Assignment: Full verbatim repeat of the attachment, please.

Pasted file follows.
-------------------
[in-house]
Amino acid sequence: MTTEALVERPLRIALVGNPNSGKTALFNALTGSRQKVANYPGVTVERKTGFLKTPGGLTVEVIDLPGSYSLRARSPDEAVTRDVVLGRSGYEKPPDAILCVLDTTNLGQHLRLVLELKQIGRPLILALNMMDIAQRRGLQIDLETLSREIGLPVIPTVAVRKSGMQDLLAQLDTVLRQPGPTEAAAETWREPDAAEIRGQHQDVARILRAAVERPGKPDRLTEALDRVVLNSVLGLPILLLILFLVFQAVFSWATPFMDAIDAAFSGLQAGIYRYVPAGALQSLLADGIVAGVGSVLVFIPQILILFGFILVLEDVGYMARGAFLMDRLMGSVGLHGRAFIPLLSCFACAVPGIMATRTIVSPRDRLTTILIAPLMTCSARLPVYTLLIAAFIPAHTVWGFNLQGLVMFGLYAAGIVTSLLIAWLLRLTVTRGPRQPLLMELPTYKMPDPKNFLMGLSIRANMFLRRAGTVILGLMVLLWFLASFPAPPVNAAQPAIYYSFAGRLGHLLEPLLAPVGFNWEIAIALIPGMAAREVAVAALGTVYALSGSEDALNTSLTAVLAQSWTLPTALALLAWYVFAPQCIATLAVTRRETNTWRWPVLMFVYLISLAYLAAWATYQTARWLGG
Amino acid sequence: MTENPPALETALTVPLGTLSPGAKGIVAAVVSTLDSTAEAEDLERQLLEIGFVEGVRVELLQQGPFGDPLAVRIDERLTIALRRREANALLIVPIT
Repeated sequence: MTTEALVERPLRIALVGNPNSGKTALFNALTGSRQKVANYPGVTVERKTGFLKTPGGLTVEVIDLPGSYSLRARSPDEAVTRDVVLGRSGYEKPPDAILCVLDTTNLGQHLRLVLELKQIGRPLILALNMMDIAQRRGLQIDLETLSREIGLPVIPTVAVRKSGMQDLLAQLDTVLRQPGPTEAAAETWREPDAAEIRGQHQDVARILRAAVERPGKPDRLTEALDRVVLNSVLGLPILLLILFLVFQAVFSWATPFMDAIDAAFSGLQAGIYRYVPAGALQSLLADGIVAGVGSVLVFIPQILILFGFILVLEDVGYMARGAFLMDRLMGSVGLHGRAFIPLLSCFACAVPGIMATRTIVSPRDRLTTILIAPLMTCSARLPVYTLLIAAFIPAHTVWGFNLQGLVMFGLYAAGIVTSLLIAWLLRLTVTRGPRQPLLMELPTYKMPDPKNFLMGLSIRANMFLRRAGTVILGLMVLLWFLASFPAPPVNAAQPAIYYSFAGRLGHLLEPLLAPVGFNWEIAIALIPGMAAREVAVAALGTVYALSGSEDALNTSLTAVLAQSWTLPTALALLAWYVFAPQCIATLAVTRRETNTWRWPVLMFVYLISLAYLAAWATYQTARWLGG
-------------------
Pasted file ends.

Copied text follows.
[in-house]
Amino acid sequence: MTTEALVERPLRIALVGNPNSGKTALFNALTGSRQKVANYPGVTVERKTGFLKTPGGLTVEVIDLPGSYSLRARSPDEAVTRDVVLGRSGYEKPPDAILCVLDTTNLGQHLRLVLELKQIGRPLILALNMMDIAQRRGLQIDLETLSREIGLPVIPTVAVRKSGMQDLLAQLDTVLRQPGPTEAAAETWREPDAAEIRGQHQDVARILRAAVERPGKPDRLTEALDRVVLNSVLGLPILLLILFLVFQAVFSWATPFMDAIDAAFSGLQAGIYRYVPAGALQSLLADGIVAGVGSVLVFIPQILILFGFILVLEDVGYMARGAFLMDRLMGSVGLHGRAFIPLLSCFACAVPGIMATRTIVSPRDRLTTILIAPLMTCSARLPVYTLLIAAFIPAHTVWGFNLQGLVMFGLYAAGIVTSLLIAWLLRLTVTRGPRQPLLMELPTYKMPDPKNFLMGLSIRANMFLRRAGTVILGLMVLLWFLASFPAPPVNAAQPAIYYSFAGRLGHLLEPLLAPVGFNWEIAIALIPGMAAREVAVAALGTVYALSGSEDALNTSLTAVLAQSWTLPTALALLAWYVFAPQCIATLAVTRRETNTWRWPVLMFVYLISLAYLAAWATYQTARWLGG
Amino acid sequence: MTENPPALETALTVPLGTLSPGAKGIVAAVVSTLDSTAEAEDLERQLLEIGFVEGVRVELLQQGPFGDPLAVRIDERLTIALRRREANALLIVPIT
Repeated sequence: MTTEALVERPLRIALVGNPNSGKTALFNALTGSRQKVANYPGVTVERKTGFLKTPGGLTVEVIDLPGSYSLRARSPDEAVTRDVVLGRSGYEKPPDAILCVLDTTNLGQHLRLVLELKQIGRPLILALNMMDIAQRRGLQIDLETLSREIGLPVIPTVAVRKSGMQDLLAQLDTVLRQPGPTEAAAETWREPDAAEIRGQHQDVARILRAAVERPGKPDRLTEALDRVVLNSVLGLPILLLILFLVFQAVFSWATPFMDAIDAAFSGLQAGIYRYVPAGALQSLLADGIVAGVGSVLVFIPQILILFGFILVLEDVGYMARGAFLMDRLMGSVGLHGRAFIPLLSCFACAVPGIMATRTIVSPRDRLTTILIAPLMTCSARLPVYTLLIAAFIPAHTVWGFNLQGLVMFGLYAAGIVTSLLIAWLLRLTVTRGPRQPLLMELPTYKMPDPKNFLMGLSIRANMFLRRAGTVILGLMVLLWFLASFPAPPVNAAQPAIYYSFAGRLGHLLEPLLAPVGFNWEIAIALIPGMAAREVAVAALGTVYALSGSEDALNTSLTAVLAQSWTLPTALALLAWYVFAPQCIATLAVTRRETNTWRWPVLMFVYLISLAYLAAWATYQTARWLGG